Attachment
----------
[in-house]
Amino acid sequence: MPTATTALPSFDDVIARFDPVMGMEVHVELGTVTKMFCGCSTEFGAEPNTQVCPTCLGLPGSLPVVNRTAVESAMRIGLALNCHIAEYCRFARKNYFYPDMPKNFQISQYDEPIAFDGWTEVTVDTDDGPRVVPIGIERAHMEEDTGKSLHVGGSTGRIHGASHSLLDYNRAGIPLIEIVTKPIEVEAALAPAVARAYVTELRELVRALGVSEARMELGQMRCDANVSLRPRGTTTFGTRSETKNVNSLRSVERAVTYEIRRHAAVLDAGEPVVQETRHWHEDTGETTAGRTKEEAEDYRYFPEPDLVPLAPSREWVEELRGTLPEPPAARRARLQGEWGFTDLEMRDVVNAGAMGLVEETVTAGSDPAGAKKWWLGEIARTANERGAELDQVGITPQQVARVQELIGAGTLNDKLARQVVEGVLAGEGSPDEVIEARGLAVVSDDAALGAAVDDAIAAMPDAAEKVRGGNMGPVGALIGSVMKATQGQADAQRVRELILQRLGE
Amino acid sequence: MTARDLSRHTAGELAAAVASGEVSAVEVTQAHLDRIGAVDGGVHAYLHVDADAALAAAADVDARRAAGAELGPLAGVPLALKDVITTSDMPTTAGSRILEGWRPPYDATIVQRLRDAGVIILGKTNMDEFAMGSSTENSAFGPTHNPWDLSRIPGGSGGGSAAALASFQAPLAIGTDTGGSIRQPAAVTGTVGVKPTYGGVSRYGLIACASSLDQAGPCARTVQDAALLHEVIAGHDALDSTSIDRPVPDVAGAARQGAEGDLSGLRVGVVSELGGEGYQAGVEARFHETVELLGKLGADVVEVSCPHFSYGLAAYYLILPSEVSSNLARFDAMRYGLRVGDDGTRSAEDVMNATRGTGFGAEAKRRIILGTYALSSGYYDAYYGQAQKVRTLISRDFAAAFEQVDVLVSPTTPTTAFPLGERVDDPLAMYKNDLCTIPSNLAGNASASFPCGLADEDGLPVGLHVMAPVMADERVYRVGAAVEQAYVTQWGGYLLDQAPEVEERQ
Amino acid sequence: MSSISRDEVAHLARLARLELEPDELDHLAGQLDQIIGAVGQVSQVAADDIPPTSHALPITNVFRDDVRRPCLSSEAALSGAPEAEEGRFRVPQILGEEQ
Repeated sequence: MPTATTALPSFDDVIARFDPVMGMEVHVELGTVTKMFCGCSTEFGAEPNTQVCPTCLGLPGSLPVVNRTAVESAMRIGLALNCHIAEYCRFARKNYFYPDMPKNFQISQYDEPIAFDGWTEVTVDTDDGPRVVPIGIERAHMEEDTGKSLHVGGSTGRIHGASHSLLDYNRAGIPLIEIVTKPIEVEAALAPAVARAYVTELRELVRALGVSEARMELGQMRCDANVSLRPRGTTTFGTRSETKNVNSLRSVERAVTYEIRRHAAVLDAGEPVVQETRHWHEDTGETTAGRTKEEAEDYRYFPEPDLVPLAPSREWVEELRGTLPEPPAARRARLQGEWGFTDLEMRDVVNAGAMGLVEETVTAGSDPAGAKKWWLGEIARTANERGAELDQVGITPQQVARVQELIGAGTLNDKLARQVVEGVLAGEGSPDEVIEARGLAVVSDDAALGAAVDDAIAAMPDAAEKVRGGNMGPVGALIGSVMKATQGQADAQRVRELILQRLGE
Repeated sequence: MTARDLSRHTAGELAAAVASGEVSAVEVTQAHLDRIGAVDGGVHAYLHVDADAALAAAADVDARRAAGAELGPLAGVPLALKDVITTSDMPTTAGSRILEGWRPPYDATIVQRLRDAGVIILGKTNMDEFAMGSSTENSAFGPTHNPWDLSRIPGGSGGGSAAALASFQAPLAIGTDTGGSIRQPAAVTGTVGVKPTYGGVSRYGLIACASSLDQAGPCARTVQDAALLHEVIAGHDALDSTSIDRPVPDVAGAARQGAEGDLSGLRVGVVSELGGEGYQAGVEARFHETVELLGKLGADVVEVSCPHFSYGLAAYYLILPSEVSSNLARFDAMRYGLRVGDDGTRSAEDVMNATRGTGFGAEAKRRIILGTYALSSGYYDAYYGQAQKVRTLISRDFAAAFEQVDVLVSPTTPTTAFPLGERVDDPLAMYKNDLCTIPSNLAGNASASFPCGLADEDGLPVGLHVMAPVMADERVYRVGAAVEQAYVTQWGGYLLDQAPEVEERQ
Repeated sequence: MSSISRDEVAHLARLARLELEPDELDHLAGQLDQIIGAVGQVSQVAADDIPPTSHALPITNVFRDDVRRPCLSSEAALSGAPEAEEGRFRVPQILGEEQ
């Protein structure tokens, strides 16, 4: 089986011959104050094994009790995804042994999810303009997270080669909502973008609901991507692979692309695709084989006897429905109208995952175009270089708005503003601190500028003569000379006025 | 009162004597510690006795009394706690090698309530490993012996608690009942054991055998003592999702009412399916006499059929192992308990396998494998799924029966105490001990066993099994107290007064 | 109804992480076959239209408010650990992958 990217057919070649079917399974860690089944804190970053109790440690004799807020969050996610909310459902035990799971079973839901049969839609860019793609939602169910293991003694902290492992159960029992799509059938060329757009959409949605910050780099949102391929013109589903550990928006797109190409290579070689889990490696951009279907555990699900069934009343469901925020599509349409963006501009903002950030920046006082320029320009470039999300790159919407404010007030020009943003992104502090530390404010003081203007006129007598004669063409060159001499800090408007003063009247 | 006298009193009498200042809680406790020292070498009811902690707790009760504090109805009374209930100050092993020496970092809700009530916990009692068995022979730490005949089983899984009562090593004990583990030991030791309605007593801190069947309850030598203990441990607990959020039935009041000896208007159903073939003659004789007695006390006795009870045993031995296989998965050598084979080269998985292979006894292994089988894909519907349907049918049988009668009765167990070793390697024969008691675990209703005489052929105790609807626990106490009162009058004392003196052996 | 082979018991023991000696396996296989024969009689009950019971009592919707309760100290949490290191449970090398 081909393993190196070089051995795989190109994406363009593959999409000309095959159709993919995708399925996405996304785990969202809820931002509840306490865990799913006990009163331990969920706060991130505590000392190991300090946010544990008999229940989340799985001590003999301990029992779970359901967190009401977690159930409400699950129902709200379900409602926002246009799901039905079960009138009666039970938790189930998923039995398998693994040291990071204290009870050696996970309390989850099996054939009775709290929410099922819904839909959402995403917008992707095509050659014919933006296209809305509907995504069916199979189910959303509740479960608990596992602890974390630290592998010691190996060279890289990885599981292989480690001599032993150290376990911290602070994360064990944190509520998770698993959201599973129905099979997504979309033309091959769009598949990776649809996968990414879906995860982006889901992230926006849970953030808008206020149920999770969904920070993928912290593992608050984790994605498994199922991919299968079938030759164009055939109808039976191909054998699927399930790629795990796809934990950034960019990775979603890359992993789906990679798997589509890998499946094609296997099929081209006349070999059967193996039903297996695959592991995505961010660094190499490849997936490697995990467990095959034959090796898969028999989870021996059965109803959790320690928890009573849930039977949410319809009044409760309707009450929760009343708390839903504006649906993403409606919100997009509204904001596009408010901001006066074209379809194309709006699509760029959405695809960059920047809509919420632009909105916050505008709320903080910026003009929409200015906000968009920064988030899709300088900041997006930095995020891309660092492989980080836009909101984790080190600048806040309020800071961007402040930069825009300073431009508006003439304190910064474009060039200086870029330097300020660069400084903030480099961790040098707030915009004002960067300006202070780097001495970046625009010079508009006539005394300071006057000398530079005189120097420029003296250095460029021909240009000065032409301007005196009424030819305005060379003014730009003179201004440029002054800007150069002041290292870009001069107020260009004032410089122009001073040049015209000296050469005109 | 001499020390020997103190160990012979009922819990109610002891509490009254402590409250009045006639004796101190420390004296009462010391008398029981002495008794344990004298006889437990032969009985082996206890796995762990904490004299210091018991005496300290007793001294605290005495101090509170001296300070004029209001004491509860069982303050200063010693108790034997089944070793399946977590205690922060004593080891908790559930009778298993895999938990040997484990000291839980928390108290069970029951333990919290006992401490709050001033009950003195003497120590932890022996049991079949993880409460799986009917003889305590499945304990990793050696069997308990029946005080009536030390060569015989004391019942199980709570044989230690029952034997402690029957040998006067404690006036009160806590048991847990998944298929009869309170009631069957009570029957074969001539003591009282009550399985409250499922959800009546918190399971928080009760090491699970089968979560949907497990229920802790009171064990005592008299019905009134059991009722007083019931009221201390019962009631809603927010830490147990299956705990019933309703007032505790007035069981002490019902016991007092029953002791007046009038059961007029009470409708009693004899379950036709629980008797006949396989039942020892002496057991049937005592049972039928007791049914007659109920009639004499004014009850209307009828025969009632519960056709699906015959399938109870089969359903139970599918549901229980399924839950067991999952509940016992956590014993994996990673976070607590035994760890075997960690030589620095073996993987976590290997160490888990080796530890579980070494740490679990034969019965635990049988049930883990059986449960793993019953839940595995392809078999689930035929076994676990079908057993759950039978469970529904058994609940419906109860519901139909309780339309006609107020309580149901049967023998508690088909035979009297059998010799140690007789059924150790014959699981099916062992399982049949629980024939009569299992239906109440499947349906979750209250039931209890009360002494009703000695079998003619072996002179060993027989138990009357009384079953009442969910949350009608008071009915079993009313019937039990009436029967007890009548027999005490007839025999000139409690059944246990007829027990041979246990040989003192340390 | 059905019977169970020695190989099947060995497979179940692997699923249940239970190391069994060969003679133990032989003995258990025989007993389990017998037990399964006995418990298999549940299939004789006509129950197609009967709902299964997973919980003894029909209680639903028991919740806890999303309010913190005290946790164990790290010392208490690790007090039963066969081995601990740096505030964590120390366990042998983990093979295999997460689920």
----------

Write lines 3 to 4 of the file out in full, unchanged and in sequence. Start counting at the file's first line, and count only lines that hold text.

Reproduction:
Amino acid sequence: MTARDLSRHTAGELAAAVASGEVSAVEVTQAHLDRIGAVDGGVHAYLHVDADAALAAAADVDARRAAGAELGPLAGVPLALKDVITTSDMPTTAGSRILEGWRPPYDATIVQRLRDAGVIILGKTNMDEFAMGSSTENSAFGPTHNPWDLSRIPGGSGGGSAAALASFQAPLAIGTDTGGSIRQPAAVTGTVGVKPTYGGVSRYGLIACASSLDQAGPCARTVQDAALLHEVIAGHDALDSTSIDRPVPDVAGAARQGAEGDLSGLRVGVVSELGGEGYQAGVEARFHETVELLGKLGADVVEVSCPHFSYGLAAYYLILPSEVSSNLARFDAMRYGLRVGDDGTRSAEDVMNATRGTGFGAEAKRRIILGTYALSSGYYDAYYGQAQKVRTLISRDFAAAFEQVDVLVSPTTPTTAFPLGERVDDPLAMYKNDLCTIPSNLAGNASASFPCGLADEDGLPVGLHVMAPVMADERVYRVGAAVEQAYVTQWGGYLLDQAPEVEERQ
Amino acid sequence: MSSISRDEVAHLARLARLELEPDELDHLAGQLDQIIGAVGQVSQVAADDIPPTSHALPITNVFRDDVRRPCLSSEAALSGAPEAEEGRFRVPQILGEEQ